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The Western Mustangs beat the Concordia Stingers by a score of 4–1 in their home opener Friday night at Thompson Arena, before dropping their second game of the season to the McGill Redmen on Saturday night.

On Friday night, the Stingers came out flying off the opening puck drop. Concordia had scored 17 goals in five games entering Friday and they were determined to add an 18th early against the Mustangs.

However, Western stymied their fast attack by setting a physical tone and taking away space from the Stingers. With help from star goaltender Luke Peressini, Western’s plan worked.  The Stingers were held off the scoresheet for the first two periods of play.

In the final minutes of the first period Western imposed their will on Concordia, hemming the Stingers deep in their own zone, out-battling them for pucks.

The Mustangs' strong play was ultimately rewarded when Stephen Desrocher found an open Mitchell Brooks in front of the net. Brooks received the pass cleanly and roofed a backhand up over the stick-side shoulder of the Stingers goalie for the first goal of the game. 

The second period was a mess of hard, chippy play as the officials desperately tried to take control of the game. In total nine penalties were awarded including a 10-minute misconduct to Concordia forward Chase Harwell. Mustangs assistant coach Patrick Ouellet noted that there has to be a sense of purpose in the physical play for it to be effective.

“The line between intensity and stupidity sometimes is really thin,” explained Ouellet. “I think we handled our own tonight… There's no fights in the league, but you have got o stand up for your players and make sure the other teams know that they're not gonna walk all over us.” 

The Mustangs penalty kill, which had been excellent all night, made a massive stand in the second period, killing off consecutive 5-on-3 man advantages. After the game, Ouellet noted that overcoming these penalties shifted momentum in the game.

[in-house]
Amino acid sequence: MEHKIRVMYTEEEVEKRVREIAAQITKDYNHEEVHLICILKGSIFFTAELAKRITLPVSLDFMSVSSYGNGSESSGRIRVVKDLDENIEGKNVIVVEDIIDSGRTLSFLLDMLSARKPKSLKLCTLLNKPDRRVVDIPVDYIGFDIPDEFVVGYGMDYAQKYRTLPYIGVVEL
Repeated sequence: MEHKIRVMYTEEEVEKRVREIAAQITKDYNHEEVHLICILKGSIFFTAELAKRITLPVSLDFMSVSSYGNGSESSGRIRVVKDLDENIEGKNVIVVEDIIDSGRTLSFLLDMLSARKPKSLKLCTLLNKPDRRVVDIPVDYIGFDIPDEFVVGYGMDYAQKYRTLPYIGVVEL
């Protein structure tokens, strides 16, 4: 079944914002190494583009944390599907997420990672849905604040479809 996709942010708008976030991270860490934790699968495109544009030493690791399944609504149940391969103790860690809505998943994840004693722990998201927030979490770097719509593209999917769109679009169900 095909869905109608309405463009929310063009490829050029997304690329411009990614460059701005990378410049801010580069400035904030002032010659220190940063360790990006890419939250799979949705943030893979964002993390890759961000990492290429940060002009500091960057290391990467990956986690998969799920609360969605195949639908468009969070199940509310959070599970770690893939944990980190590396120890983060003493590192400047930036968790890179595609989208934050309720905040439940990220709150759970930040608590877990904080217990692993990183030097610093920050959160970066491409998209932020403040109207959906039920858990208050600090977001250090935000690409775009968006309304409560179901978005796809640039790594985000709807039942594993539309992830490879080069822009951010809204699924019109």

“I think that was the turning point after going on those three five on threes,” said Ouellet. “I think that gave us the momentum.”

Just over halfway through the second period, second-year defenceman Stephen Desrocher scored his second goal of the year on a hard shot from the slot. Despite a fair amount of contact and traffic in front of the Stingers netminder the officials deemed it a good goal.

Concordia mounted a small comeback in the third as Phillipe Hudon added a power play goal three minutes into the final period. Concordia’s captain fished out a rebound in front of the net off of a hard point shot from Bradley Lalonde and played the puck past Peressini for the Stingers first and only goal of the game. 

Despite allowing a late powerplay goal, the Mustangs penalty killing unit was on fire all game, holding Concordia to a poor 1-for-5 with the man advantage. The Stingers powerplay has been a major focus point in the young season as it has produced nine goals for an impressive 30 per cent conversion rate.

Ouellet explained that pre-scouting and good game-planning allowed the Mustangs to cool the fire of the Concordia special teams unit. 

“[The powerplay is] definitely something we checked on the game tapes,” said Oullet. “We knew it was a shooting power play and that they kind of put everything at the net.”

In order to stop this high volume power play, Ouellet explained that Western’s willingness to block shots was key. 

“That’s the plan. Get in the lane—in the shooting lane. Hopefully it doesn't get to the net. And if it does, Peressini makes the first save and then clears the rebound.” 

Western cleaned up the game with two more insurance goals from Anthony Stefano and Mitchell Brooks.

Brooks’ two goals on Friday night notched the first and second goals of his Ontario University Athletics career. After the game, the first-year player explained that he had predicted his impressive game before puck drop.   

“Not going to lie, I had a bet with someone that I would get two goals tonight,” said Brooks. “And that has never happened before, so I'm pretty happy. I can't tell you what the bet was, though."

Along with an important win to even the team’s record at 3–3, the players noted how nice it was to have a solid fan presence for their home opener.

“It was nice to see a couple people in the seats for once,” said Peressini. “Just gets everyone into the game.”

Saturday night saw the Mustangs fall short to McGill, as Western dropped to 3–4 with their 2–1 loss. Olynek scored his second of the season for the Mustangs, while both Redmen goals were scored by Nikolas Brouillard.

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